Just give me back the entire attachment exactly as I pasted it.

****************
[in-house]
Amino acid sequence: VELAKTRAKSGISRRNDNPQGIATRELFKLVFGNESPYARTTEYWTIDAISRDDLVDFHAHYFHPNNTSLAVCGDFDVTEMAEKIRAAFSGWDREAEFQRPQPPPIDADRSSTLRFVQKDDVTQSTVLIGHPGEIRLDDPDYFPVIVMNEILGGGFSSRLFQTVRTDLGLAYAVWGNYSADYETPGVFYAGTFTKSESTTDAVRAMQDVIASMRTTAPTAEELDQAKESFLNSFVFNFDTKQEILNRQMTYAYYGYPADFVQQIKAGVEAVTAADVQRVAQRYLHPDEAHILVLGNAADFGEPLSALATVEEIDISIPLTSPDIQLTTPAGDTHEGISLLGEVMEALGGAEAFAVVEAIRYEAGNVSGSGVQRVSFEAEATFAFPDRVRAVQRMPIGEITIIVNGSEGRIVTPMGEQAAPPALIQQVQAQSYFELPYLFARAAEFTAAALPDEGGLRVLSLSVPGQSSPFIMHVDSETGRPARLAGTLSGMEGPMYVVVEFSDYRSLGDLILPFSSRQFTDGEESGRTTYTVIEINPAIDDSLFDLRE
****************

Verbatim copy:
[in-house]
Amino acid sequence: VELAKTRAKSGISRRNDNPQGIATRELFKLVFGNESPYARTTEYWTIDAISRDDLVDFHAHYFHPNNTSLAVCGDFDVTEMAEKIRAAFSGWDREAEFQRPQPPPIDADRSSTLRFVQKDDVTQSTVLIGHPGEIRLDDPDYFPVIVMNEILGGGFSSRLFQTVRTDLGLAYAVWGNYSADYETPGVFYAGTFTKSESTTDAVRAMQDVIASMRTTAPTAEELDQAKESFLNSFVFNFDTKQEILNRQMTYAYYGYPADFVQQIKAGVEAVTAADVQRVAQRYLHPDEAHILVLGNAADFGEPLSALATVEEIDISIPLTSPDIQLTTPAGDTHEGISLLGEVMEALGGAEAFAVVEAIRYEAGNVSGSGVQRVSFEAEATFAFPDRVRAVQRMPIGEITIIVNGSEGRIVTPMGEQAAPPALIQQVQAQSYFELPYLFARAAEFTAAALPDEGGLRVLSLSVPGQSSPFIMHVDSETGRPARLAGTLSGMEGPMYVVVEFSDYRSLGDLILPFSSRQFTDGEESGRTTYTVIEINPAIDDSLFDLRE